Aaron Swartz’s death is a sobering story about the collision of free culture activism with vindicative prosecutorial powers. It’s also about an amazing tech wizard and the personal costs of his idealism. Here’s hoping that Swartz’s tragic suicide at age 26 prompts some serious reflection about the grotesque penalties for a victimless computer crime and the unchecked power of federal prosecutors to intimidate defendants. Perhaps MIT, too, should reflect deeply on its core mission as an academic institution – to help share more knowledge, not fence it off.
Swartz was a hacker-wunderkind, a boy genius who played a significant role in many tech innovations affecting the Internet: RDF tags for Creative Commons licenses; a version of RSS software for syndicating web content; an early version of the platform that became Reddit, the user-driven news website. In 2006, when I interviewed Swartz for my book Viral Spiral, I was astonished to encounter a 19-year-old kid who had already done the path-breaking technical work that I just mentioned.
Swartz had been a junior high school student when he was doing mind-bending coding and design work for the Creative Commons licenses and their technical protocols. “I remember these moments when I was, like, sitting in the locker room, typing on my laptop, in these debates, and having to close it because the bell rang and I had to get back to class….”
When a windfall of cash came Swartz’s way following the sale of Reddit to Conde Nast, Swartz did not launch a new startup to make still more money. He intensified his activism and coding on behalf of free culture. He sought out new projects that would make information on the Internet more accessible to everyone.
In 2006, he worked with Brewster Kahle of the Internet Archive to post complete bibliographic data for every book held by the Library of Congress – information for which the Library charged fees. A few years later, working with guerilla public-information activist Carl Malamud, Swartz legally downloaded a large fraction of court decisions that were hosted by PACER, the Public Access to Court Electronic Records. PACER is the repository of US court decisions. Swartz’s idea was to reclaim documents that taxpayers had already paid for. Why should we have to pay 10 cents per page to access them? (Those documents can now be found at Malamud’s site, public.resource.org.)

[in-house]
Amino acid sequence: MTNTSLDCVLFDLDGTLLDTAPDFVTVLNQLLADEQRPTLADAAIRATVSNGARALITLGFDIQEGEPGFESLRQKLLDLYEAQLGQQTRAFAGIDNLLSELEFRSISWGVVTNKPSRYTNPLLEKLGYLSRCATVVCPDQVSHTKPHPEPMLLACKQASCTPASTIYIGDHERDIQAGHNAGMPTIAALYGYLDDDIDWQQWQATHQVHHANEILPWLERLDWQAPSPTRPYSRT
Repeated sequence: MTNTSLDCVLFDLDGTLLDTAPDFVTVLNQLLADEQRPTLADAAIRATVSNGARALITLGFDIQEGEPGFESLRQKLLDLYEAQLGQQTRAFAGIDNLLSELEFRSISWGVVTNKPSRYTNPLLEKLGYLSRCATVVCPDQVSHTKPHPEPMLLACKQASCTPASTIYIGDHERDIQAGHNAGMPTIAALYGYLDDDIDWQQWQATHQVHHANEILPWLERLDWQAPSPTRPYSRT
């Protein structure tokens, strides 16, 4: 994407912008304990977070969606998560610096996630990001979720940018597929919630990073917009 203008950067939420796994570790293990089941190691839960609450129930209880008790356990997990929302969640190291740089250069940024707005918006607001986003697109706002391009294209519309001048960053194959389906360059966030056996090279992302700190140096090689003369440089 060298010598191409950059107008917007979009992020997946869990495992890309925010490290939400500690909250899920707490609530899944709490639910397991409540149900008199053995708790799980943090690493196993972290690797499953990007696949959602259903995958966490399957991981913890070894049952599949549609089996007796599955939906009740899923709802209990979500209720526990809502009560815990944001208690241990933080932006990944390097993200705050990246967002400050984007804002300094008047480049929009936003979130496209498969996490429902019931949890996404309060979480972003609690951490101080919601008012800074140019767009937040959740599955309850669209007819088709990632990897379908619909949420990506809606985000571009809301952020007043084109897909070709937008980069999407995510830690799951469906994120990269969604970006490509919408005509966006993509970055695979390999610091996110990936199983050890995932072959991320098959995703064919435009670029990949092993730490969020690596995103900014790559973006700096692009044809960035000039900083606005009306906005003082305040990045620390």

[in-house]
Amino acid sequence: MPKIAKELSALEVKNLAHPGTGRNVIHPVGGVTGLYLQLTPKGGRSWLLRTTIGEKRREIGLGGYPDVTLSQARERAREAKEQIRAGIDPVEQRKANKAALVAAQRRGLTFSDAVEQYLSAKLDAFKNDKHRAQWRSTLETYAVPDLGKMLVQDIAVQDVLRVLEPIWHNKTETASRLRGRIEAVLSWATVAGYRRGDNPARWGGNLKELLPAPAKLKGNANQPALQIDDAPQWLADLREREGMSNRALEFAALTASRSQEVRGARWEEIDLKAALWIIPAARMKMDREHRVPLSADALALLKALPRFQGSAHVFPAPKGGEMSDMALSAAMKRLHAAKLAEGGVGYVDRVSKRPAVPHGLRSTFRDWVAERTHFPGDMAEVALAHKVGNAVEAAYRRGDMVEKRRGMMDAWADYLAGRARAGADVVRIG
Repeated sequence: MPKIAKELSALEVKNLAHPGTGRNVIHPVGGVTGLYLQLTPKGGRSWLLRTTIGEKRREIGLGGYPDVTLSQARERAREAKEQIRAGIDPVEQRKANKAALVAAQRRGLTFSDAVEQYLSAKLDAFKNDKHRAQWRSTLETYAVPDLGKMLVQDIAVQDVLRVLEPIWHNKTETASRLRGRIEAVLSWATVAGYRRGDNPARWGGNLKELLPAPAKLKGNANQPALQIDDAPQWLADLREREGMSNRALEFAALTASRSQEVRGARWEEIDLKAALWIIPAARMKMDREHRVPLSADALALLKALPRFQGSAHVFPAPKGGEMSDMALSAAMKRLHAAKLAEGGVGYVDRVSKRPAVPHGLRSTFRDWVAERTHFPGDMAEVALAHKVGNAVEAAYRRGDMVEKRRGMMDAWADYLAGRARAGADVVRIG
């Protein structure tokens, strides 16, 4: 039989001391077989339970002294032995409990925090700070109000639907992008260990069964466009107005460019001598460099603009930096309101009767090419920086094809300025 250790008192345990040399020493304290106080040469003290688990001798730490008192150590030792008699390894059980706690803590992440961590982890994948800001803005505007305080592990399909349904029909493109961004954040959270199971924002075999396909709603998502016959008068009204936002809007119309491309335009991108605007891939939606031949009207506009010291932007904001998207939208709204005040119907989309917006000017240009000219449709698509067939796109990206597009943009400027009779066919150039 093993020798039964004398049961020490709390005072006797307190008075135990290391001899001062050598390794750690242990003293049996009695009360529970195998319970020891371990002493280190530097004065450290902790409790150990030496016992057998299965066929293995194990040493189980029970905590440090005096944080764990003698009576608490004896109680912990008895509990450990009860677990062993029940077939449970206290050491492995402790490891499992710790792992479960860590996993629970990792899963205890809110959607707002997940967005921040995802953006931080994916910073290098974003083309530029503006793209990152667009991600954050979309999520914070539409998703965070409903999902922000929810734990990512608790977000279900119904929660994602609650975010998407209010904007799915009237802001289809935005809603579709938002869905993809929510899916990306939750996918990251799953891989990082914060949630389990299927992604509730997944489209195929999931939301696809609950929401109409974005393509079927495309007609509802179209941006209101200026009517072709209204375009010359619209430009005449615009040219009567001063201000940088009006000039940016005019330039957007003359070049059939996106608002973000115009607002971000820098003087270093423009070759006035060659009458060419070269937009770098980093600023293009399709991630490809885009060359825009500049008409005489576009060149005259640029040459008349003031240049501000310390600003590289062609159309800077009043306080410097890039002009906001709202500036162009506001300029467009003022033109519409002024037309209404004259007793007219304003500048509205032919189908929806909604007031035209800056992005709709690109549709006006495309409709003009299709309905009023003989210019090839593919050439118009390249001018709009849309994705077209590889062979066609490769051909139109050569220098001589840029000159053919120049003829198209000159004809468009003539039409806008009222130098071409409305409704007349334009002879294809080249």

Swartz’s last gambit was to try to make scholarly journal articles more accessible. He had broken into a utility closet at MIT and downloaded millions of journal articles in the JSTOR database. Federal prosecutors, with MIT’s cooperation, threatened to put him in jail for 35 years and impose a $1 million fine. A rather fierce reaction for downloading material that Swartz had never distributed to anyone and had no intentions of profiting from. Even the commercial journal vendor, JSTOR, did not wish to prosecute.
So why such a draconian reaction? Because presecutors apparently wished to make an example of Swartz. Deter future behavior of this sort by making him suffer shock and awe. In a world in which copyright industries routinely vilify digital sharing as “piracy” – i.e., the equivalent of murder, pillage and rape – this is the only “appropriate” response. For the past 18 months, Swartz attempted to negotiate a settlement, but to no avail. The prospect of spending years in prison for a felony “crime” that resulted in no economic or personal harm, and to pay fines and attorneys’ fees that would result in personal bankruptcy, would depress anyone.
Larry Lessig, the copyright scholar and a friend of Swartz, took aim at federal prosecutors last week denouncing their bullying tactics. More than 29,000 people have signed a White House petition asking for the removal of the U.S. District Attorney Carmen Ortiz. The White House has a policy of making official responses if more than 25,000 signatures are collected, so perhaps this is not the end of the matter.
The Economist magazine published a touching tribute to Swartz with a headline that got it just right: “Commons man.” Swartz’s death is a huge, tragic loss. A website of remembrances, Remember Aaron Swartz, has more, much more about Aaron.
David Bollier thinks and writes about the commons at www.Bollier.org, where this post originally appeared under a Creative Commons Attribution license. Bollier’s commons activism is focused on the Commons Strategy Group and the The Commons Law Project. He is co-author (with Burns H. Weston) of the just-published book Green Governance: Ecological Survival, Human Rights, and the Law of the Commons (Cambridge University Press).